After a pretty long rough patch, Valeant Pharmaceuticals has received some good news. Last week the company announced that it signed a collaboration deal with GlaxoSmithKline to partner on Valeant's epilepsy drug retigabine.
The treatment features a novel mechanism of action and is targeted toward the refractory market—patients who require multiple epilepsy treatments. Retigabine saw positive results in Phase III clinical trials, sparking interest in GSK.
"It's another tool that can be added to GSK's arsenal of epilepsy drugs," said Laurie Little, vice president of investor relations at Valeant. "More importantly, it's not just another follow-on product."
GSK will pay Valeant $125 million in cash upfront, with additional milestone payments and royalties for worldwide sales. Valeant will co-commercialize the drug, and share up to 50 percent of net profits in the United States, Canada, Australia, New Zealand, and Puerto Rico, and earn a 20 percent royalty on worldwide sales.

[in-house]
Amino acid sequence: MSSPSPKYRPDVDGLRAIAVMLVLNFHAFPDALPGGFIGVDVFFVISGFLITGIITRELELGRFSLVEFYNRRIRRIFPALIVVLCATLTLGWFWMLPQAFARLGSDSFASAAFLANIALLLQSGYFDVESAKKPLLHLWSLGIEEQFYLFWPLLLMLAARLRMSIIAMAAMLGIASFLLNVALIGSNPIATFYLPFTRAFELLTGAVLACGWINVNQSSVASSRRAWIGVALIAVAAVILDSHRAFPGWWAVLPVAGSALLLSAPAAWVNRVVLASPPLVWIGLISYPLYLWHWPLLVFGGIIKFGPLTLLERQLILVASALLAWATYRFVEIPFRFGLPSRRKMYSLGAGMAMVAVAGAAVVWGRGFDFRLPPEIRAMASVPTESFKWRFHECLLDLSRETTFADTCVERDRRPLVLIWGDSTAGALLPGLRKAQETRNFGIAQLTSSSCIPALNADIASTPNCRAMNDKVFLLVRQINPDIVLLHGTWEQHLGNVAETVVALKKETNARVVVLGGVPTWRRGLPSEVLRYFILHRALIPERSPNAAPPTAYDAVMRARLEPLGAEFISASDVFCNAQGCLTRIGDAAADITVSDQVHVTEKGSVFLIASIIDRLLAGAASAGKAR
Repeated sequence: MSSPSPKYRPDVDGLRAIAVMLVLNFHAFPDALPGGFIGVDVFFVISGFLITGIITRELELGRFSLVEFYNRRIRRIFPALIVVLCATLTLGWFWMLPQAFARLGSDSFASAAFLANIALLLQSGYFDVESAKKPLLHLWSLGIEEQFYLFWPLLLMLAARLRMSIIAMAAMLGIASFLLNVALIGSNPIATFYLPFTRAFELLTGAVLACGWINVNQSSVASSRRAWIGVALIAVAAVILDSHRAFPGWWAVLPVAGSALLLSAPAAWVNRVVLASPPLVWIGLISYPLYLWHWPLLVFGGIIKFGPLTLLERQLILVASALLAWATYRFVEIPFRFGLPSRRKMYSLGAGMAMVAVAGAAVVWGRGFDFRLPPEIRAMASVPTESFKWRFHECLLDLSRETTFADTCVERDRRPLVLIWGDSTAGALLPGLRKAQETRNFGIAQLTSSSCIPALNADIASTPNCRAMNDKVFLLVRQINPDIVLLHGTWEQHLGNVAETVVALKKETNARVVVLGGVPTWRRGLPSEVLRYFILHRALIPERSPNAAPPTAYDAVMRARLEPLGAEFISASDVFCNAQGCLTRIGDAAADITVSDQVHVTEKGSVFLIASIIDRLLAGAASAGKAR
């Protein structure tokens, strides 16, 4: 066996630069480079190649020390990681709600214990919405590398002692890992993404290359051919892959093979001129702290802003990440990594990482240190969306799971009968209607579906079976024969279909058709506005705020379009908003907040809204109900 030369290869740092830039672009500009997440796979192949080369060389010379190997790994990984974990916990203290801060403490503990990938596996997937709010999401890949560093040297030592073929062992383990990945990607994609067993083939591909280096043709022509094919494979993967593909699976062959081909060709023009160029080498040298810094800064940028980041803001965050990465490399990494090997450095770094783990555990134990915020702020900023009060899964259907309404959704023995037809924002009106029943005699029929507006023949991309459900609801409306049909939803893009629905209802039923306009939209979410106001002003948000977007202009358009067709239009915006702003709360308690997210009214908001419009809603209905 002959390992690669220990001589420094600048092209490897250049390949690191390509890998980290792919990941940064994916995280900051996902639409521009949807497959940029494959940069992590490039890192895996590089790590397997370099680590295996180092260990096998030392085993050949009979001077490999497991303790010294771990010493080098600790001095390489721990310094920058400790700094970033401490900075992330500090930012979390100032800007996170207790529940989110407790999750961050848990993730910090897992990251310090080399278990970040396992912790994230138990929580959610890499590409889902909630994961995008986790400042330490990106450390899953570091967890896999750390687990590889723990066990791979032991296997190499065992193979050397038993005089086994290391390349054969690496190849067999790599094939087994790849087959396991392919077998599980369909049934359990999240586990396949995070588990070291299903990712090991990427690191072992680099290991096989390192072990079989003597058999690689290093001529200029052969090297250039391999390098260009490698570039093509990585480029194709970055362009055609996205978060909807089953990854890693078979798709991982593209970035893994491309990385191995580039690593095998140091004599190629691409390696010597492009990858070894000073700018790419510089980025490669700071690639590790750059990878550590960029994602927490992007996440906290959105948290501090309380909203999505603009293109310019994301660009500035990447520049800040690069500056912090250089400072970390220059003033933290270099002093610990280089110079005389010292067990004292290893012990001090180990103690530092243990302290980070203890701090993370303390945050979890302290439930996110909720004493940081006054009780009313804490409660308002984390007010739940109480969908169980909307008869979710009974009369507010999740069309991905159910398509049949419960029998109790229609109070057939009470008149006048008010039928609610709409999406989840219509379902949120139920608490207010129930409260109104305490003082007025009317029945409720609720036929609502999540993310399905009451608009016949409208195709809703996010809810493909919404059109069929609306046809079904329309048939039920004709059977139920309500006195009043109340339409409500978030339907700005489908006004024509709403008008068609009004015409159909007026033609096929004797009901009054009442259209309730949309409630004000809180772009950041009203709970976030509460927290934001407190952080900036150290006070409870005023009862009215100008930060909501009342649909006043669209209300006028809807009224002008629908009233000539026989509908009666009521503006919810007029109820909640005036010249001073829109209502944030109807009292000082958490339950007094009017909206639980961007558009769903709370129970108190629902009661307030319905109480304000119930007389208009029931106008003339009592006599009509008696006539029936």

A Challenging Year
Valeant has been struggling since at least 2005. At the time, the company was doing well with royalty payments from Schering-Plough on the anti-viral ribavirin, but sales on other products generated a loss. Then-CEO Tim Tyson slashed the work force from 12,000 to 3,700, and discontinued a third of its 600 products. This past May, the Aliso Viejo, CA-based specialty drug manufacturer announced that it would cut its work force in half to even out its expense/revenue ratio. It laid off 130 workers in the US and Mexico, and shed another 1,250 jobs after selling its European subsidiaries to Meda AB for nearly $400 million a few weeks back.
"A lot of things have been happening to the company over the past few months—some more painful than others—but the idea is that we got to the point where we were so widespread, trying to be everywhere that we weren't doing very well anywhere," Little told Pharm Exec on Wednesday.
"There's not that many drugs coming out of Phase III with good efficacy like Retigabine, and we want to do the most that we can to maximize the potential of the treatment—not just to get it out there," Little said.
In the epilepsy market, Valeant has the rectal gel Diastat for emergency seizures in children, and is working on an intranasal version to broaden the appeal for adults. Valeant is not planning on partnering with all of its upcoming drugs, and is considering acquiring drugs and collaborating with smaller pharma companies.
"A lot of companies would try to keep all the profits and do it all themselves, but sometimes they can't," Little said. "This deal gives us the ability to share the risks, and it gives us cash to do other things."